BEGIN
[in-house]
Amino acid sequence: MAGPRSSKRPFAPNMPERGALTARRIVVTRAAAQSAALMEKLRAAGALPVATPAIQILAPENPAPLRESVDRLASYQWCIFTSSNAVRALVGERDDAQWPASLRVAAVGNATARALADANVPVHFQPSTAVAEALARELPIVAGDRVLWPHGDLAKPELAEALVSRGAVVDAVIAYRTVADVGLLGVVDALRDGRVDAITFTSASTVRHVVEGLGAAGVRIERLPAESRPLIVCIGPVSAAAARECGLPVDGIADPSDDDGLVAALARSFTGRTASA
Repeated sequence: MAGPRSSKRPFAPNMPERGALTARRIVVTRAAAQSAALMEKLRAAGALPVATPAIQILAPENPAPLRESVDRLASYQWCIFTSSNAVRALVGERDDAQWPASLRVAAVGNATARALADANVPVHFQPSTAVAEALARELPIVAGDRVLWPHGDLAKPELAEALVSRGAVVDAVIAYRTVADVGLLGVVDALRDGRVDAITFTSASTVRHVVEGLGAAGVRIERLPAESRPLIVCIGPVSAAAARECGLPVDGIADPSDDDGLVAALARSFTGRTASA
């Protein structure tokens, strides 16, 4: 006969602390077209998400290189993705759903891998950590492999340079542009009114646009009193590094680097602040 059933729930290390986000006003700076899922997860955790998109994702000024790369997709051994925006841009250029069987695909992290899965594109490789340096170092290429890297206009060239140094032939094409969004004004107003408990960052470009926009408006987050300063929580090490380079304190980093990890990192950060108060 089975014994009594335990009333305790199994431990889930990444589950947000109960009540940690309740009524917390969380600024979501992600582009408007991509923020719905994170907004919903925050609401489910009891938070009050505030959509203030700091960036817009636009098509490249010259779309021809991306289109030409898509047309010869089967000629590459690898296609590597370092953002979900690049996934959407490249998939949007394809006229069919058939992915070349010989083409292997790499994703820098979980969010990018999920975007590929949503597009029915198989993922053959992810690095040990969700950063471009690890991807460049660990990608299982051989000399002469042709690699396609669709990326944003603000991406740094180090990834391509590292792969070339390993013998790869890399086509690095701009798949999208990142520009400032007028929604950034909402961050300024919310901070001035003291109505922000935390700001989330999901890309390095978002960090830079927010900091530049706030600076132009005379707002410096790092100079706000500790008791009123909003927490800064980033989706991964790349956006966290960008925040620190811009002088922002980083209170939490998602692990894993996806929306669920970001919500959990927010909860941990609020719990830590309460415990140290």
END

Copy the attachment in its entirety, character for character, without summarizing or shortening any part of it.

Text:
[in-house]
Amino acid sequence: MAGPRSSKRPFAPNMPERGALTARRIVVTRAAAQSAALMEKLRAAGALPVATPAIQILAPENPAPLRESVDRLASYQWCIFTSSNAVRALVGERDDAQWPASLRVAAVGNATARALADANVPVHFQPSTAVAEALARELPIVAGDRVLWPHGDLAKPELAEALVSRGAVVDAVIAYRTVADVGLLGVVDALRDGRVDAITFTSASTVRHVVEGLGAAGVRIERLPAESRPLIVCIGPVSAAAARECGLPVDGIADPSDDDGLVAALARSFTGRTASA
Repeated sequence: MAGPRSSKRPFAPNMPERGALTARRIVVTRAAAQSAALMEKLRAAGALPVATPAIQILAPENPAPLRESVDRLASYQWCIFTSSNAVRALVGERDDAQWPASLRVAAVGNATARALADANVPVHFQPSTAVAEALARELPIVAGDRVLWPHGDLAKPELAEALVSRGAVVDAVIAYRTVADVGLLGVVDALRDGRVDAITFTSASTVRHVVEGLGAAGVRIERLPAESRPLIVCIGPVSAAAARECGLPVDGIADPSDDDGLVAALARSFTGRTASA
């Protein structure tokens, strides 16, 4: 006969602390077209998400290189993705759903891998950590492999340079542009009114646009009193590094680097602040 059933729930290390986000006003700076899922997860955790998109994702000024790369997709051994925006841009250029069987695909992290899965594109490789340096170092290429890297206009060239140094032939094409969004004004107003408990960052470009926009408006987050300063929580090490380079304190980093990890990192950060108060 089975014994009594335990009333305790199994431990889930990444589950947000109960009540940690309740009524917390969380600024979501992600582009408007991509923020719905994170907004919903925050609401489910009891938070009050505030959509203030700091960036817009636009098509490249010259779309021809991306289109030409898509047309010869089967000629590459690898296609590597370092953002979900690049996934959407490249998939949007394809006229069919058939992915070349010989083409292997790499994703820098979980969010990018999920975007590929949503597009029915198989993922053959992810690095040990969700950063471009690890991807460049660990990608299982051989000399002469042709690699396609669709990326944003603000991406740094180090990834391509590292792969070339390993013998790869890399086509690095701009798949999208990142520009400032007028929604950034909402961050300024919310901070001035003291109505922000935390700001989330999901890309390095978002960090830079927010900091530049706030600076132009005379707002410096790092100079706000500790008791009123909003927490800064980033989706991964790349956006966290960008925040620190811009002088922002980083209170939490998602692990894993996806929306669920970001919500959990927010909860941990609020719990830590309460415990140290």